Business Model. The change to Enphase business with the advent of AC Modules is still somewhat opaque to me. I haven't been able to learn much from the last two quarterly reports nor from the presentation at their analyst day last June. What is unclear is when Enphase gets paid for their microinverters, after they ship them to LG, Jinko, Waaree and others. These partners clearly will not be collecting until after they ship to installers. On the positive side, Enphase will have reduced inventory since their contract manufacturer can ship directly to the module partners; and, over time, Enphase will have lower costs for sales to, and training of, installers as the module partners take on that role. So this part is consistent with the lean, asset-light strategy Enphase calls their Target Operating Model 30-20-10, i.e. 30% gross margin, 20% operating expense, and 10% operating income. Perhaps the reason Enphase is only projecting $72-80M in revenue for 4Q2017 is a lag between shipping to LG and Jinko and recognizing revenue from those microinverters. The transition from their current business of mostly selling to installers to their future business of mostly selling to module partners may only have a temporary impact on revenue, but Enphase stockholders would prefer that Enphase manage their cash flow in such a way that payables and receivables for their hardware come to be more closely synchronized. Perhaps that is part of what the CEO was alluding to regarding better terms as the company's financial position improves.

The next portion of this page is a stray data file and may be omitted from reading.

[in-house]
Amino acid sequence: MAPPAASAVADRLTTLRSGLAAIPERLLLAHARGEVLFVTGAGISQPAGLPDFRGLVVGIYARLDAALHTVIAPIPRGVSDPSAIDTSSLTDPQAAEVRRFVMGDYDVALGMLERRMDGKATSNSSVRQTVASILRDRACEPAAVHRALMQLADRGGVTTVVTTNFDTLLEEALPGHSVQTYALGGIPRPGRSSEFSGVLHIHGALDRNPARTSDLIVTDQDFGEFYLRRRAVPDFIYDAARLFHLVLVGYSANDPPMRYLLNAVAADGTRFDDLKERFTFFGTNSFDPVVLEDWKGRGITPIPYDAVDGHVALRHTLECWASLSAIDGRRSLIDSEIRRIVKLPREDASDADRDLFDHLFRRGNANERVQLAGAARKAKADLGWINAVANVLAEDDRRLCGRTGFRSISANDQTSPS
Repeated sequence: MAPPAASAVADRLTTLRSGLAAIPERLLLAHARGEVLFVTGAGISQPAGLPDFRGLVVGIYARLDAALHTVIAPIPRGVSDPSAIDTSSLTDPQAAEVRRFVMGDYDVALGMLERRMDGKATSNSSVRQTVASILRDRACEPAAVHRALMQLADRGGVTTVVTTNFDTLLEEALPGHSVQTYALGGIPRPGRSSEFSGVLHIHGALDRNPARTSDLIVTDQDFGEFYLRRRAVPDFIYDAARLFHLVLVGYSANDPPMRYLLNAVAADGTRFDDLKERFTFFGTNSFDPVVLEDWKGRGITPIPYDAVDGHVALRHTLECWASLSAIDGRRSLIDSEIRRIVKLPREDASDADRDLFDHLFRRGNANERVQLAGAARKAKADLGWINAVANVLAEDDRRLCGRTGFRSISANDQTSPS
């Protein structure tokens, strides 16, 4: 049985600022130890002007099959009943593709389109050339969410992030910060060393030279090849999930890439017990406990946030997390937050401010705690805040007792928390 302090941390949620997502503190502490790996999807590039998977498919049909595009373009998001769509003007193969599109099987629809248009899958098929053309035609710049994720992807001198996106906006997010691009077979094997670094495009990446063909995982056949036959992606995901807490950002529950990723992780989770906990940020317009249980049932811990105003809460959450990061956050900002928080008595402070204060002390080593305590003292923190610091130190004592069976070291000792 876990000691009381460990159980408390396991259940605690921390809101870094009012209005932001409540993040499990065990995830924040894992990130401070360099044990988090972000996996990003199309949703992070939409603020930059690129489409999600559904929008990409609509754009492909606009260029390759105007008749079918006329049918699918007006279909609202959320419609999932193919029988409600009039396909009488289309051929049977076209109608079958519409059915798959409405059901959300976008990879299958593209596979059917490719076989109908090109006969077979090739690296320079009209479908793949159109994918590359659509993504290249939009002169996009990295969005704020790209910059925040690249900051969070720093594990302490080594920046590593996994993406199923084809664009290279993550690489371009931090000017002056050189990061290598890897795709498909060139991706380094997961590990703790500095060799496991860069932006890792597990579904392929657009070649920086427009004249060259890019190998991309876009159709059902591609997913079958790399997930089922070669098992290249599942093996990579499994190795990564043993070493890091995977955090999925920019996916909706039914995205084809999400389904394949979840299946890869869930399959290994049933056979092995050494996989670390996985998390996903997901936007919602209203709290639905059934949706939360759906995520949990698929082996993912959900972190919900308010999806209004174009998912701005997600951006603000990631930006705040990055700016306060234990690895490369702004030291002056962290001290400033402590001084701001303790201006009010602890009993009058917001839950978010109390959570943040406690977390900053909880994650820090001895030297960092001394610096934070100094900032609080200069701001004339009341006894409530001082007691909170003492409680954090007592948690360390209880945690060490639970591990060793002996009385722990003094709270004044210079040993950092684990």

Bottom Line. Obviously, investors must decide for themselves whether Enphase deserves a place in their portfolios as a turnaround play. I, for one, am now more enthusiastic about the turnaround at Enphase than I was before the earnings report. I offer two indications that others share my enthusiasm. As of the end of the first day of trading after earnings, ENPH shares were up almost 20% on about 6X normal volume. Second, in the most recent report from Dow Jones dated November 8, 2017, the top 50 institutional investors in ENPH added a net 3.7M shares of stock, with the top purchases from the likes of Goldman Sachs, Electron Capital Partners, Tenzing Global Management, and K2 & Assoc.
Disclosure: I am/we are long ENPH.
I wrote this article myself, and it expresses my own opinions. I am not receiving compensation for it (other than from Seeking Alpha). I have no business relationship with any company whose stock is mentioned in this article.